Everyone thinks of The Third Man as an Orson Welles movie—despite the fact Welles neither wrote nor directed it, and despite the fact he doesn't even show up until the film's already been rolling for a long stretch.
In true Welles style, once he does show up, he makes everyone else seem superfluous. As Harry Lime—an ostensibly dead expat in a Vienna that's rubbled and scarred from WWII—Welles is both sinister and mischievous, charming and menacing; all he needs to do to catch everyone off-guard, be they onscreen or in the theater, is give his brow an impish twist or take a quick step forward. Much of Lime's magnetism is thanks to Welles' remarkable performance, but part is also due to the fact that for much of their film, director Carol Reed and writer Graham Greene tell his story through rumor and suspicion, whispers and memories. The Third Man is unquestionably about Lime, but he's hardly the film's star; most of the time, we tag along with western writer Holly Martins (Joseph Cotten), an American who's been flown to Vienna by his old pal Lime... only to find that Lime's supposedly dead, yet none of the accounts of his death match up.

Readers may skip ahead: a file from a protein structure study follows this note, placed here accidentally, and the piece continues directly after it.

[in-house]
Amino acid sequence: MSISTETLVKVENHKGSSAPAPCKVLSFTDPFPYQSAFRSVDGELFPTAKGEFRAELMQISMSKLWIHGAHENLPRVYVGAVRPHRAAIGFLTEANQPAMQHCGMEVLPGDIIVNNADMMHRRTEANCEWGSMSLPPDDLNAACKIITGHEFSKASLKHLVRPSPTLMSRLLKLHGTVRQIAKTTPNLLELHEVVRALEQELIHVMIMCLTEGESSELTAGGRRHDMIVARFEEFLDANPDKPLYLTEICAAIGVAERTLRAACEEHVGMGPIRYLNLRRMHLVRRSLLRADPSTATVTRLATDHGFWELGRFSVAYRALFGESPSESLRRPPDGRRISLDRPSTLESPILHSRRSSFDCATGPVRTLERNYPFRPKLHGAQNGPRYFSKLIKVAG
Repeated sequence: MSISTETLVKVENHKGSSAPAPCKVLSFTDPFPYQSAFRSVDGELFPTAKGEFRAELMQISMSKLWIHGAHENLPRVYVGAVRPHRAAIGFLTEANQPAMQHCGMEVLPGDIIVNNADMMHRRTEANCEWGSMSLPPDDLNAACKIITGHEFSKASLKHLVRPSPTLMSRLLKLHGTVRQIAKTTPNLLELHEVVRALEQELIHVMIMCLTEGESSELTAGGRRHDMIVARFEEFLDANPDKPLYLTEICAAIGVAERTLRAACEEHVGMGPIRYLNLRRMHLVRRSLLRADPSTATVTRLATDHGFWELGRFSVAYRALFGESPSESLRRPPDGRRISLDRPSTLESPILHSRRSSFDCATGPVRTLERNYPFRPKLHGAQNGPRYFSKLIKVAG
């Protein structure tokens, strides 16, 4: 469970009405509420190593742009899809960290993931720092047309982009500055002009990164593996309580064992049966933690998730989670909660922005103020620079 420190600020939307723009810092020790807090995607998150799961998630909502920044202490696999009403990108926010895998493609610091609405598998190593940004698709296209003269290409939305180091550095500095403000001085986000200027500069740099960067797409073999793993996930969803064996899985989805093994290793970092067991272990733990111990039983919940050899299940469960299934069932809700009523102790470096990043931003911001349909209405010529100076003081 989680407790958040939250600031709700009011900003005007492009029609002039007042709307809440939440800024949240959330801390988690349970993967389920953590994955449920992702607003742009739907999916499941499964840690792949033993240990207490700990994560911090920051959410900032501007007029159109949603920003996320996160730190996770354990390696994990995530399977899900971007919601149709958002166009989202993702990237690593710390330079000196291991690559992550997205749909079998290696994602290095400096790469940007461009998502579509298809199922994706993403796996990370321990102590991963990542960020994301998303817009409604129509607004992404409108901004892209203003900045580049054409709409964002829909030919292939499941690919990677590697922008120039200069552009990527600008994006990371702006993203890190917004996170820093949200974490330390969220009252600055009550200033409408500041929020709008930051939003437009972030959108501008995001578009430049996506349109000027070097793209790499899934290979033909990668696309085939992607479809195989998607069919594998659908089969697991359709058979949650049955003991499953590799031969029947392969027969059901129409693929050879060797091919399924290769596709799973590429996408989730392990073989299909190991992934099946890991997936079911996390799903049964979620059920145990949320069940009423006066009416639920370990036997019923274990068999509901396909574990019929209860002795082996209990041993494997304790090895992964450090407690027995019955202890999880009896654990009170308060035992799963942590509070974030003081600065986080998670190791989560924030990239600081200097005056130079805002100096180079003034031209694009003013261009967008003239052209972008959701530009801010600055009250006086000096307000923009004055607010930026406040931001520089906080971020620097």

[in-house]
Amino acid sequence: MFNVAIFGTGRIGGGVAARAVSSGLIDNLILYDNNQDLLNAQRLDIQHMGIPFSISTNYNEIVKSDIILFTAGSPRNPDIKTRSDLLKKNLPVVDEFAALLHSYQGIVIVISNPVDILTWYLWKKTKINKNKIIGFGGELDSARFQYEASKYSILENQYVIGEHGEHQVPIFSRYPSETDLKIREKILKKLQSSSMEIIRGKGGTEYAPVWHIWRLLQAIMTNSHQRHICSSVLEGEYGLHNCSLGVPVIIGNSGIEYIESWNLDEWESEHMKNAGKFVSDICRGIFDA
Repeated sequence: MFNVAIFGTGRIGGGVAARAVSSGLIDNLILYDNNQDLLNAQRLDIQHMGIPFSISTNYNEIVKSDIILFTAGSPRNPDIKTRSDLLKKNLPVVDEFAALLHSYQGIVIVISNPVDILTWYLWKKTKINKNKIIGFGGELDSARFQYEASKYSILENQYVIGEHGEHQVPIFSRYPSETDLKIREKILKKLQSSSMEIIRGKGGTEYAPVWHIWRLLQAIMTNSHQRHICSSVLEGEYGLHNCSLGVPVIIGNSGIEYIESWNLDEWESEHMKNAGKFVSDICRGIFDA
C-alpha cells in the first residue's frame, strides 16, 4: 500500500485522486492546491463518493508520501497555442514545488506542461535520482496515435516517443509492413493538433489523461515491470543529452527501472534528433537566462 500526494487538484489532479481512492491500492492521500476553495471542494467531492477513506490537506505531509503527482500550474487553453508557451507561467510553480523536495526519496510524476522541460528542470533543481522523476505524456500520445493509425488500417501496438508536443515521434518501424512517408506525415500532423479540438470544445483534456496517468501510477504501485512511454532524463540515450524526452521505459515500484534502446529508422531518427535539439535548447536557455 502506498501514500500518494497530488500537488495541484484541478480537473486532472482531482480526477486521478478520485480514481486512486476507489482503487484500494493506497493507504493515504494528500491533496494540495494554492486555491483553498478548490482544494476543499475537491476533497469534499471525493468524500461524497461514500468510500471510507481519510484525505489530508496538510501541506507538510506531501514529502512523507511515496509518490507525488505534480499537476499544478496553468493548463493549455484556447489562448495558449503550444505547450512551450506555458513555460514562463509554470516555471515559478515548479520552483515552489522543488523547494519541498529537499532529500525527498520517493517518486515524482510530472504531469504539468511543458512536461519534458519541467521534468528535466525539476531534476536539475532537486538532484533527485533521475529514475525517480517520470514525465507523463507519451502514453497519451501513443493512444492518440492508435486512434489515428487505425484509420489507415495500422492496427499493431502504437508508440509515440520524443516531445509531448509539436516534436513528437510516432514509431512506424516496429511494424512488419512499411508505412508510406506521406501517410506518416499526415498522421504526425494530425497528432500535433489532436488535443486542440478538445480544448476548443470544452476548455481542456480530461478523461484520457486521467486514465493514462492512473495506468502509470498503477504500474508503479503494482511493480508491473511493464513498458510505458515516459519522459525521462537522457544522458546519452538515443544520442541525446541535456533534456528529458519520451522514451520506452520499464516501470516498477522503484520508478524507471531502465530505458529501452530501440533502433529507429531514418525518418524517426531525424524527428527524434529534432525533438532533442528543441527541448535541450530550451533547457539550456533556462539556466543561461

Thanks to a slick 4K restoration, The Third Man probably hasn't looked this good since it was first released in 1949. As gripping as the story and characters are, (and as memorable as Anton Karas' sometimes jaunty, sometimes haunting zither score is), it's Robert Krasker's still-stunning black-and-white cinematography that benefits most from this restoration: ink-black shadows dart through twisted alleys and loom across buildings, ominous cobblestone streets pop with knobbly texture. Below, water rushes through labyrinthine sewers; above, Vienna's bombed-out buildings serve as crumbling graveyards in the midst of an otherwise intact city. Through all this mystery and broken grandeur and post-war bureaucracy run Lime, Martins, and more—and even if all that isn't enough, there's an adorable cat.